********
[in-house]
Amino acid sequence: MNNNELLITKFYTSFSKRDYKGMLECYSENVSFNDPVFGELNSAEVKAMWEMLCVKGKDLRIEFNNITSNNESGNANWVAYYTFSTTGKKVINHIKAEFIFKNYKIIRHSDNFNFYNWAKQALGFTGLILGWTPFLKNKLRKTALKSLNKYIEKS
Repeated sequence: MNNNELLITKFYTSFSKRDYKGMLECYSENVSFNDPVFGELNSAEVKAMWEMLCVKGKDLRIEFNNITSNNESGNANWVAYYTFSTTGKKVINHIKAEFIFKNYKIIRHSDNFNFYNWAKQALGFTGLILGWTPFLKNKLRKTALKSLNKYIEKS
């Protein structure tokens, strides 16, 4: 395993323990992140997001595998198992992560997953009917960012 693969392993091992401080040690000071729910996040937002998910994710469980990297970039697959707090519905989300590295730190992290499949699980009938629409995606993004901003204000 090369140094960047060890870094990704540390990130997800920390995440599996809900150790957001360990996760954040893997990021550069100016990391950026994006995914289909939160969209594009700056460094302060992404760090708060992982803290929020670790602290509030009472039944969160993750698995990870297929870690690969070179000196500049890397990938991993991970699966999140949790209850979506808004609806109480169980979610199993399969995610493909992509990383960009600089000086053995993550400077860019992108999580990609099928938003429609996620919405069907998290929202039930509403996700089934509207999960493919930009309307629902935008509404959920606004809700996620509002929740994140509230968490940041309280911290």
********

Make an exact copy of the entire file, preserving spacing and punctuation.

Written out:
[in-house]
Amino acid sequence: MNNNELLITKFYTSFSKRDYKGMLECYSENVSFNDPVFGELNSAEVKAMWEMLCVKGKDLRIEFNNITSNNESGNANWVAYYTFSTTGKKVINHIKAEFIFKNYKIIRHSDNFNFYNWAKQALGFTGLILGWTPFLKNKLRKTALKSLNKYIEKS
Repeated sequence: MNNNELLITKFYTSFSKRDYKGMLECYSENVSFNDPVFGELNSAEVKAMWEMLCVKGKDLRIEFNNITSNNESGNANWVAYYTFSTTGKKVINHIKAEFIFKNYKIIRHSDNFNFYNWAKQALGFTGLILGWTPFLKNKLRKTALKSLNKYIEKS
């Protein structure tokens, strides 16, 4: 395993323990992140997001595998198992992560997953009917960012 693969392993091992401080040690000071729910996040937002998910994710469980990297970039697959707090519905989300590295730190992290499949699980009938629409995606993004901003204000 090369140094960047060890870094990704540390990130997800920390995440599996809900150790957001360990996760954040893997990021550069100016990391950026994006995914289909939160969209594009700056460094302060992404760090708060992982803290929020670790602290509030009472039944969160993750698995990870297929870690690969070179000196500049890397990938991993991970699966999140949790209850979506808004609806109480169980979610199993399969995610493909992509990383960009600089000086053995993550400077860019992108999580990609099928938003429609996620919405069907998290929202039930509403996700089934509207999960493919930009309307629902935008509404959920606004809700996620509002929740994140509230968490940041309280911290």